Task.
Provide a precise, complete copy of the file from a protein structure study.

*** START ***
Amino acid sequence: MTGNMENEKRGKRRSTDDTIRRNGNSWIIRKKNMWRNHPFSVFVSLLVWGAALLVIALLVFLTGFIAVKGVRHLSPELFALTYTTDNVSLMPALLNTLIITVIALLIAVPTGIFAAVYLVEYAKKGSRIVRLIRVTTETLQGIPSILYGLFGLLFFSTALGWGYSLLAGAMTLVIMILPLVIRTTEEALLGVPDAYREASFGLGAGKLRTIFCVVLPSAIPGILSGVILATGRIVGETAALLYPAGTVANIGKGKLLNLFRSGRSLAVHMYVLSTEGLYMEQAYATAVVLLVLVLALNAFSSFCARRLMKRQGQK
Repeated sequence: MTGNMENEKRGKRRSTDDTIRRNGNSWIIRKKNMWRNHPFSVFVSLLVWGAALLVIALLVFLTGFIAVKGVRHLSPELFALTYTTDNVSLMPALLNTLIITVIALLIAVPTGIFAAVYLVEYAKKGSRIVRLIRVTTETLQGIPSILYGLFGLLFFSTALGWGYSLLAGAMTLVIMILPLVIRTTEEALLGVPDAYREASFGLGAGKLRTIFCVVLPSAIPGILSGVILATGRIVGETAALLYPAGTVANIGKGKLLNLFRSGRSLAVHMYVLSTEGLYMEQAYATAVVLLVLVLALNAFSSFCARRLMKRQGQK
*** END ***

Amino acid sequence: MTGNMENEKRGKRRSTDDTIRRNGNSWIIRKKNMWRNHPFSVFVSLLVWGAALLVIALLVFLTGFIAVKGVRHLSPELFALTYTTDNVSLMPALLNTLIITVIALLIAVPTGIFAAVYLVEYAKKGSRIVRLIRVTTETLQGIPSILYGLFGLLFFSTALGWGYSLLAGAMTLVIMILPLVIRTTEEALLGVPDAYREASFGLGAGKLRTIFCVVLPSAIPGILSGVILATGRIVGETAALLYPAGTVANIGKGKLLNLFRSGRSLAVHMYVLSTEGLYMEQAYATAVVLLVLVLALNAFSSFCARRLMKRQGQK
Repeated sequence: MTGNMENEKRGKRRSTDDTIRRNGNSWIIRKKNMWRNHPFSVFVSLLVWGAALLVIALLVFLTGFIAVKGVRHLSPELFALTYTTDNVSLMPALLNTLIITVIALLIAVPTGIFAAVYLVEYAKKGSRIVRLIRVTTETLQGIPSILYGLFGLLFFSTALGWGYSLLAGAMTLVIMILPLVIRTTEEALLGVPDAYREASFGLGAGKLRTIFCVVLPSAIPGILSGVILATGRIVGETAALLYPAGTVANIGKGKLLNLFRSGRSLAVHMYVLSTEGLYMEQAYATAVVLLVLVLALNAFSSFCARRLMKRQGQK